A Louisiana state bill that would ban telemedicine as means to prescribe the abortion pill to women living in rural or remote areas received the backing of the state's Senate Health and Welfare Committee and has been passed along to the Senate for a vote.
The bill, sponsored by Sen. Fred Mills (R-Beaux Bridge), was introduced April 8 and was reported with amendments on April 17. The Senate was scheduled to vote on the bill April 18.
Bill provisions would make it illegal for physicians to prescribe the abortion pill via telemedicine consultations and instead would require women to be present in the same room as the physician to receive a prescription.
[See also: Telemedicine for reproductive health.]
"We feel this bill is very appropriate for the health, welfare and safety of the pregnant lady," said Mills, the Associated Press (AP) reported.
Advocates of this telemedicine service, however, say it helps extend services to women living in rural or remote areas who would otherwise have to travel long distances to receive the prescription.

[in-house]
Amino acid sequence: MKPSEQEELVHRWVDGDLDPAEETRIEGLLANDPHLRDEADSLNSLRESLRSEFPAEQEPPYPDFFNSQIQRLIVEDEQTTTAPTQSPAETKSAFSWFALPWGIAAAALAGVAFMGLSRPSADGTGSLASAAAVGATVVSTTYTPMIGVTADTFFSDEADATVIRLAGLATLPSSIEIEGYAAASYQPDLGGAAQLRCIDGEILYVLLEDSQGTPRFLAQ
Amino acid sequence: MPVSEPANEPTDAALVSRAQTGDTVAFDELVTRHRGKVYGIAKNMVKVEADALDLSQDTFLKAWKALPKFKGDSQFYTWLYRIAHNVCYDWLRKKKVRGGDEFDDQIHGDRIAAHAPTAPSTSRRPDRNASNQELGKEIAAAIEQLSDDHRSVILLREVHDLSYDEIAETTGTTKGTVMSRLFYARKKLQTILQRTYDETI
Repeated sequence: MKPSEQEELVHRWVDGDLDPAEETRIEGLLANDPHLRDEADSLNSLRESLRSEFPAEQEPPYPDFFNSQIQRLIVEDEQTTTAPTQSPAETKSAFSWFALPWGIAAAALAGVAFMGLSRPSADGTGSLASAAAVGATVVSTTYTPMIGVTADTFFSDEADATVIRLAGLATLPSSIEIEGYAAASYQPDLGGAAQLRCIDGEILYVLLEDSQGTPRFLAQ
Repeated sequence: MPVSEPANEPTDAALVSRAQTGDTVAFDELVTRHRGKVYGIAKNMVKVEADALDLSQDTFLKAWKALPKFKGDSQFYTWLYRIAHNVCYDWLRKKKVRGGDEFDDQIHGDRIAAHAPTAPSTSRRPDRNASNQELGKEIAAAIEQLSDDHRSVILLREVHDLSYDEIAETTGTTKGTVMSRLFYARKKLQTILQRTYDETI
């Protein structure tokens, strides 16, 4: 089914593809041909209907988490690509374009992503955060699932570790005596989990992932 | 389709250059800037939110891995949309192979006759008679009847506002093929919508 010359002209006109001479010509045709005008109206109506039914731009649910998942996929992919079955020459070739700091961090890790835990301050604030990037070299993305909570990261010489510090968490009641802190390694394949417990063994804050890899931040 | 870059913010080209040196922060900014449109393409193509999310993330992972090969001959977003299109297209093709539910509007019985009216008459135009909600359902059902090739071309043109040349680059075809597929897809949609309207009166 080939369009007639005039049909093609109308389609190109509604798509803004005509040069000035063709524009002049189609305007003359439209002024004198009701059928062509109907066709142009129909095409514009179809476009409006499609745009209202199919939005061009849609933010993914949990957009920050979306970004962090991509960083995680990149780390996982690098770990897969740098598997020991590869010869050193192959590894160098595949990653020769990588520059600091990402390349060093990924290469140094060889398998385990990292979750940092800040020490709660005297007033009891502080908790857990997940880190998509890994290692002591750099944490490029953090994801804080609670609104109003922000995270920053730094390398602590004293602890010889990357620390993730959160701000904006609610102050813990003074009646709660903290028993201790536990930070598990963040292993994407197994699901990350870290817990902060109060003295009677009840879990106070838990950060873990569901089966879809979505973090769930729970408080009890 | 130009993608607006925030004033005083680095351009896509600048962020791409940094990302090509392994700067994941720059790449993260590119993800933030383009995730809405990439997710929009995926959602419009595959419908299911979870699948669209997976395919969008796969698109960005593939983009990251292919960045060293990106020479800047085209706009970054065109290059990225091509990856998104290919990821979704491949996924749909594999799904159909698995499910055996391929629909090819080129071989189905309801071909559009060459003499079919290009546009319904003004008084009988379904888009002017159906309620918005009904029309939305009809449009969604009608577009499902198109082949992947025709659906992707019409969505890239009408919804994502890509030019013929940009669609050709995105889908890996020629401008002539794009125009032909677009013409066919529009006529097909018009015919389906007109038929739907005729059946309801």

For instance, the subject of a December study published in the American Journal of Public Health, a four-year-old Heartland, Iowa-based telemedicine program aimed at improving a woman's access to medical abortion services, has both reduced the number of surgical abortions throughout the state and expanded care to women living in more rural areas.
The telemedicine service "doesn't make more women get abortions, which makes sense," said Daniel Grossman, co-author of the study, in an interview with Healthcare IT News. "I don't think women have abortions because they're easy to access, but it does improve access so it helps women get in earlier."
A bill like Louisiana's SB 90 could have far-reaching consequences for not only women's reproductive rights but also for the number of surgical abortions performed if medical abortions were more difficult to obtain for women, some officials said.
"This bill imposes medically unnecessary requirements on abortion providers with the intent of eliminating access to abortion for women in Louisiana and falsely claims that non-surgical abortion is unsafe," wrote Melissa Flournoy, Louisiana state director of Planned Parenthood Gulf Coast, in a statement to Healthcare IT News, sister publication of PhysBizTech.
However, Dorinda Bordlee, an anti-abortion attorney who testified in support of SB 90, disagrees, according to an AP report. She said it's about ensuring safety, in case complications were to arise. "This is a dangerous situation for women," Bordlee told the AP.